Intuitively, many of us know there is something about a walled garden. It somehow takes on an underlying sense of sacredness. We imagine that what grows here is not just protected, but also must be specially cared for. In this economy of space we devote our time and attention to seeing the small selection of plants thrive to become representatives of all that is good in that greater realm of horticulture.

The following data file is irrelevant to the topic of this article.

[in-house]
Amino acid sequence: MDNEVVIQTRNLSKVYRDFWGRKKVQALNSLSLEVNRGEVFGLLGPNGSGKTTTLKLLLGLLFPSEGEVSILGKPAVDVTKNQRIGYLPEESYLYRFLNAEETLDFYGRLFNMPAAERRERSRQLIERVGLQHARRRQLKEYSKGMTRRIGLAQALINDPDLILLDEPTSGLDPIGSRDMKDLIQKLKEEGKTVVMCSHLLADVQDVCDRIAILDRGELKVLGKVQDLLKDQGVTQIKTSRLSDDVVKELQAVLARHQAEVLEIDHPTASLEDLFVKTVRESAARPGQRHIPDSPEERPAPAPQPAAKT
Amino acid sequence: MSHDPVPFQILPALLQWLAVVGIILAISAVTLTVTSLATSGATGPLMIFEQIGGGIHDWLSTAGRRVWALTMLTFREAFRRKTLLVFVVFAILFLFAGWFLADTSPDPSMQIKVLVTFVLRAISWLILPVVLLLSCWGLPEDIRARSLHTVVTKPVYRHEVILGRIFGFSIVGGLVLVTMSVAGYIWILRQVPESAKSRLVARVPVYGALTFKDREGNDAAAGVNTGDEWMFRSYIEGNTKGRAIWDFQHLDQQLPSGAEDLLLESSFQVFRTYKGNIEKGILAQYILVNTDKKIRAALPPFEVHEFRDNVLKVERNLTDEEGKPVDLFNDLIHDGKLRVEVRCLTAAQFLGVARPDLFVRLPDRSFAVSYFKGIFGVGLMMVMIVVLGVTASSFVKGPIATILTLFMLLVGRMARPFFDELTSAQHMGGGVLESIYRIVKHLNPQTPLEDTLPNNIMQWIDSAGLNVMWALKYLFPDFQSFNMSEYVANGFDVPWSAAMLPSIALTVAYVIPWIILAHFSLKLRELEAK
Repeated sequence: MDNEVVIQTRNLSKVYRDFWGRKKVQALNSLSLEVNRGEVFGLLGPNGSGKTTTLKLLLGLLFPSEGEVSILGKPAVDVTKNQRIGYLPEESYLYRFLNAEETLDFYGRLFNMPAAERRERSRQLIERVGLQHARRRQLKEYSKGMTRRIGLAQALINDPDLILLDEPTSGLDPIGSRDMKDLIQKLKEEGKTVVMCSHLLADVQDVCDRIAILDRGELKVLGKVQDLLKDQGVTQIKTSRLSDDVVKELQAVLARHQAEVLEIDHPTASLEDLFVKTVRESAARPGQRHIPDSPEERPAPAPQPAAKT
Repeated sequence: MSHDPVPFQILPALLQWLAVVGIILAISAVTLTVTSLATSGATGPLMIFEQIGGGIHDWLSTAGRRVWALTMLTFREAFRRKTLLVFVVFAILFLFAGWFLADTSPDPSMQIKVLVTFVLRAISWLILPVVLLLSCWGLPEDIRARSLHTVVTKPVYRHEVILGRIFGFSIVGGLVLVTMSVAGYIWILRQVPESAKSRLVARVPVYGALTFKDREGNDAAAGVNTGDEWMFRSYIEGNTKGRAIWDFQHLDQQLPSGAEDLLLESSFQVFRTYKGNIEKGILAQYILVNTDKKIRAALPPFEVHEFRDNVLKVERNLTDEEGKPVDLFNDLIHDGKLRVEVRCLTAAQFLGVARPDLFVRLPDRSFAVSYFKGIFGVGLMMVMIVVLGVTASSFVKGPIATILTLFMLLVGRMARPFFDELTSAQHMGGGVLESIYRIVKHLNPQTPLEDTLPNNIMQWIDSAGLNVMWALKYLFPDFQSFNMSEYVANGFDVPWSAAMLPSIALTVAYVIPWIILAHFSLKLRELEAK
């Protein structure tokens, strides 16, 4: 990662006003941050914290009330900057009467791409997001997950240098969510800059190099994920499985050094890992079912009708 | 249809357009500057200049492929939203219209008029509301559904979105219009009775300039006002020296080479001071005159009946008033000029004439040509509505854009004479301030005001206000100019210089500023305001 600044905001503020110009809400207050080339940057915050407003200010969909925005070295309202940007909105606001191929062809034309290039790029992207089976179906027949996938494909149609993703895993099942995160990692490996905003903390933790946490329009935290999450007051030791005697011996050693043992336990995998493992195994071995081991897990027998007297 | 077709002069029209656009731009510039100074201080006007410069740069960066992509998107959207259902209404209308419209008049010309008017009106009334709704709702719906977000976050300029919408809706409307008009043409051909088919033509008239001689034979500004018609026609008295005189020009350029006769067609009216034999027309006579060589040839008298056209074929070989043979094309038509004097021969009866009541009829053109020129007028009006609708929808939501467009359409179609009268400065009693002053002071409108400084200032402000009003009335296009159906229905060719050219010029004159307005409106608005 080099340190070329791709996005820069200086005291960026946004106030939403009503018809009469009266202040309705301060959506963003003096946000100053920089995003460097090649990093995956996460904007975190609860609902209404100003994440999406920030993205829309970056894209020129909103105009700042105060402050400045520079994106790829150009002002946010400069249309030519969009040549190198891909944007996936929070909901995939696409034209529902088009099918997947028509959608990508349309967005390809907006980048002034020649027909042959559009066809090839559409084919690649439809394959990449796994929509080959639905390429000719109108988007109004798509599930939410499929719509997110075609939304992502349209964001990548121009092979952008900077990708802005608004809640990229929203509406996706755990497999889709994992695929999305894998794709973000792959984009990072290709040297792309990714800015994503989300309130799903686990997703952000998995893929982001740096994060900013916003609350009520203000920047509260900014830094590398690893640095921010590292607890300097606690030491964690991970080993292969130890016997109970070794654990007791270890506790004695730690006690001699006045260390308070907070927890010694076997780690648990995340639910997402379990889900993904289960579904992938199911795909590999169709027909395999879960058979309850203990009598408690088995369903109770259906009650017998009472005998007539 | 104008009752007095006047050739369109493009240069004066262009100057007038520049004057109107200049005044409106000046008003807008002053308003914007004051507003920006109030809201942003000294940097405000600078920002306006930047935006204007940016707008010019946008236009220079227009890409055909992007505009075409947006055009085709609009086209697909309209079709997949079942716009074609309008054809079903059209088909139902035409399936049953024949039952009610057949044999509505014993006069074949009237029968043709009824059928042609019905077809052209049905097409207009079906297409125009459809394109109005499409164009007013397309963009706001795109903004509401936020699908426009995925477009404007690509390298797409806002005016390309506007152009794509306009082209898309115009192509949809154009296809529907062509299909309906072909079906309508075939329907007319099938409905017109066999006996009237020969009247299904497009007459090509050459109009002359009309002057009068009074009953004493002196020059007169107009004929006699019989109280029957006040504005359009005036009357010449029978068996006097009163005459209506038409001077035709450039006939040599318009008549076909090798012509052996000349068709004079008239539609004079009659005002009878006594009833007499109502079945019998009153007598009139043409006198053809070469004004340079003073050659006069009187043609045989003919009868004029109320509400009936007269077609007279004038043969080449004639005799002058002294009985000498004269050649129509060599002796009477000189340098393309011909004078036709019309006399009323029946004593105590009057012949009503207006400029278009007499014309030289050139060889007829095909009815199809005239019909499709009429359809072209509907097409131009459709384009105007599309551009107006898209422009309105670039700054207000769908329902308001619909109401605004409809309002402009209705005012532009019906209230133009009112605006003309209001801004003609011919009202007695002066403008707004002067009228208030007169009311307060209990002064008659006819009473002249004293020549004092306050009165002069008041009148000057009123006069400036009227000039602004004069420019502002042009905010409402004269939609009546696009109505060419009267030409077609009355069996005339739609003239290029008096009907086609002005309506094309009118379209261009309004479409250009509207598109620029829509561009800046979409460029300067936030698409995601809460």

Enclosed herein is a place where quantity and variety make way for predilection. The quality of life here is unique. This place becomes our tiny planet in a universe of over choice and confusion. The narrow rows of vegetables and flowers grow in the security of royalty, surrounded by castle walls. If entitlement has any merit in the plant kingdom, here is where that humble greatness becomes possible. The weeds must not grow here. Water must not be withheld.